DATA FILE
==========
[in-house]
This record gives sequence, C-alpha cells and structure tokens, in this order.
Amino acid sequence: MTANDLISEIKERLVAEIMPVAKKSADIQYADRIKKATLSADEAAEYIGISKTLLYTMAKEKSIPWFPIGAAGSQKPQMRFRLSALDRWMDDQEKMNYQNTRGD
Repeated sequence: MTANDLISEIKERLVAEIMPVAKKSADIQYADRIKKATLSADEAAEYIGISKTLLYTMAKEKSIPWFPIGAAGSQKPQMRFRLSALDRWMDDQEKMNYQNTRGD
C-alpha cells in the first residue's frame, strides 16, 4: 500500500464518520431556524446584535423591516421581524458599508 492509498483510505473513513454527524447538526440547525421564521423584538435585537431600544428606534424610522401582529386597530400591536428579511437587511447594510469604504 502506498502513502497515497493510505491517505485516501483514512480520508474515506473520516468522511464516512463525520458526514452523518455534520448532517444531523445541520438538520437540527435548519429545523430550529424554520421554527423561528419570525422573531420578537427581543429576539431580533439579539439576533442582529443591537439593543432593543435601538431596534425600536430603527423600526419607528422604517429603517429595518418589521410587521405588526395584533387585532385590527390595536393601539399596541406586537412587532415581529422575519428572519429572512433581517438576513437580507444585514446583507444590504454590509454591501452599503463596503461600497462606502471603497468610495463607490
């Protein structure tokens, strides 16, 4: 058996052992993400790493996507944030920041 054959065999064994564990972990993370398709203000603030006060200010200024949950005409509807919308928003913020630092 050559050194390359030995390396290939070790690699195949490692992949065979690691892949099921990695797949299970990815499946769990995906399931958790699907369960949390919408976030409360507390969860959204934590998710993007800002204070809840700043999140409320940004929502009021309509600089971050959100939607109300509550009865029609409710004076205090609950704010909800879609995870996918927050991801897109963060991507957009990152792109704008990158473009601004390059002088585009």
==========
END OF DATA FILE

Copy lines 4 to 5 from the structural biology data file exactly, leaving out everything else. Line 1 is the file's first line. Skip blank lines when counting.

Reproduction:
Repeated sequence: MTANDLISEIKERLVAEIMPVAKKSADIQYADRIKKATLSADEAAEYIGISKTLLYTMAKEKSIPWFPIGAAGSQKPQMRFRLSALDRWMDDQEKMNYQNTRGD
C-alpha cells in the first residue's frame, strides 16, 4: 500500500464518520431556524446584535423591516421581524458599508 492509498483510505473513513454527524447538526440547525421564521423584538435585537431600544428606534424610522401582529386597530400591536428579511437587511447594510469604504 502506498502513502497515497493510505491517505485516501483514512480520508474515506473520516468522511464516512463525520458526514452523518455534520448532517444531523445541520438538520437540527435548519429545523430550529424554520421554527423561528419570525422573531420578537427581543429576539431580533439579539439576533442582529443591537439593543432593543435601538431596534425600536430603527423600526419607528422604517429603517429595518418589521410587521405588526395584533387585532385590527390595536393601539399596541406586537412587532415581529422575519428572519429572512433581517438576513437580507444585514446583507444590504454590509454591501452599503463596503461600497462606502471603497468610495463607490